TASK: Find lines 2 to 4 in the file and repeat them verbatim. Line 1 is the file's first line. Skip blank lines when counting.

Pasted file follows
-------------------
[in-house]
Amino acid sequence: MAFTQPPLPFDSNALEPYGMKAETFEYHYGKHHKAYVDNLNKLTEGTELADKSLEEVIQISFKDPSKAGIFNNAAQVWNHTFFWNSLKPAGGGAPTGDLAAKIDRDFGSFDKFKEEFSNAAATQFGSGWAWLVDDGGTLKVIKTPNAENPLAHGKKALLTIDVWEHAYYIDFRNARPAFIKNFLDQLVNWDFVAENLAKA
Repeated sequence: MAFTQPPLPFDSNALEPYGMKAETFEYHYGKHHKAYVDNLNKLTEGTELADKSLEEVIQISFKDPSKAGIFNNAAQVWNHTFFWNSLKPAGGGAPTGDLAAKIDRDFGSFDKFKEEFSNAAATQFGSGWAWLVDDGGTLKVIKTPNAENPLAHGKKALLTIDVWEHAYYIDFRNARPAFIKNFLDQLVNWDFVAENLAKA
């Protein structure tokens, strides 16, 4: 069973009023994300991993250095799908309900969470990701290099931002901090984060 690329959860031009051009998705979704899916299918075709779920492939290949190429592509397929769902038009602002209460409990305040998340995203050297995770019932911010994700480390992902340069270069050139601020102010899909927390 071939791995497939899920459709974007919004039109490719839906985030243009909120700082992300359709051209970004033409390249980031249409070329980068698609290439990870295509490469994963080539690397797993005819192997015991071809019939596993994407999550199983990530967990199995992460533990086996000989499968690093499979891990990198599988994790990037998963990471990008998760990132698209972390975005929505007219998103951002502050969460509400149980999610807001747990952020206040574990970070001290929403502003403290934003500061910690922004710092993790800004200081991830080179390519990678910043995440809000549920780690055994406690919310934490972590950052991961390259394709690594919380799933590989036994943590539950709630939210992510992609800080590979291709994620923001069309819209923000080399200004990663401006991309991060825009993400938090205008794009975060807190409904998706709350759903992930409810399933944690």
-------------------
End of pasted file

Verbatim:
Amino acid sequence: MAFTQPPLPFDSNALEPYGMKAETFEYHYGKHHKAYVDNLNKLTEGTELADKSLEEVIQISFKDPSKAGIFNNAAQVWNHTFFWNSLKPAGGGAPTGDLAAKIDRDFGSFDKFKEEFSNAAATQFGSGWAWLVDDGGTLKVIKTPNAENPLAHGKKALLTIDVWEHAYYIDFRNARPAFIKNFLDQLVNWDFVAENLAKA
Repeated sequence: MAFTQPPLPFDSNALEPYGMKAETFEYHYGKHHKAYVDNLNKLTEGTELADKSLEEVIQISFKDPSKAGIFNNAAQVWNHTFFWNSLKPAGGGAPTGDLAAKIDRDFGSFDKFKEEFSNAAATQFGSGWAWLVDDGGTLKVIKTPNAENPLAHGKKALLTIDVWEHAYYIDFRNARPAFIKNFLDQLVNWDFVAENLAKA
């Protein structure tokens, strides 16, 4: 069973009023994300991993250095799908309900969470990701290099931002901090984060 690329959860031009051009998705979704899916299918075709779920492939290949190429592509397929769902038009602002209460409990305040998340995203050297995770019932911010994700480390992902340069270069050139601020102010899909927390 071939791995497939899920459709974007919004039109490719839906985030243009909120700082992300359709051209970004033409390249980031249409070329980068698609290439990870295509490469994963080539690397797993005819192997015991071809019939596993994407999550199983990530967990199995992460533990086996000989499968690093499979891990990198599988994790990037998963990471990008998760990132698209972390975005929505007219998103951002502050969460509400149980999610807001747990952020206040574990970070001290929403502003403290934003500061910690922004710092993790800004200081991830080179390519990678910043995440809000549920780690055994406690919310934490972590950052991961390259394709690594919380799933590989036994943590539950709630939210992510992609800080590979291709994620923001069309819209923000080399200004990663401006991309991060825009993400938090205008794009975060807190409904998706709350759903992930409810399933944690």